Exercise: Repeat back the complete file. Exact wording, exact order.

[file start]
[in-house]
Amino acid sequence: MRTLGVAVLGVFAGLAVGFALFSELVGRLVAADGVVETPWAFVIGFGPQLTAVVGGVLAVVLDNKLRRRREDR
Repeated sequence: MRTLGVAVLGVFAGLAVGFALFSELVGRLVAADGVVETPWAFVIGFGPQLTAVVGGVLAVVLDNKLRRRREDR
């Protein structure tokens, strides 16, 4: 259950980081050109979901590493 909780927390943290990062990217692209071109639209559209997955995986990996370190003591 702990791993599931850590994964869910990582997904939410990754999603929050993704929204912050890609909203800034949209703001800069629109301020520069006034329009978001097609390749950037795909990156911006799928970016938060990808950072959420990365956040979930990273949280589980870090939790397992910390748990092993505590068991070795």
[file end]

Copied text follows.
[in-house]
Amino acid sequence: MRTLGVAVLGVFAGLAVGFALFSELVGRLVAADGVVETPWAFVIGFGPQLTAVVGGVLAVVLDNKLRRRREDR
Repeated sequence: MRTLGVAVLGVFAGLAVGFALFSELVGRLVAADGVVETPWAFVIGFGPQLTAVVGGVLAVVLDNKLRRRREDR
């Protein structure tokens, strides 16, 4: 259950980081050109979901590493 909780927390943290990062990217692209071109639209559209997955995986990996370190003591 702990791993599931850590994964869910990582997904939410990754999603929050993704929204912050890609909203800034949209703001800069629109301020520069006034329009978001097609390749950037795909990156911006799928970016938060990808950072959420990365956040979930990273949280589980870090939790397992910390748990092993505590068991070795």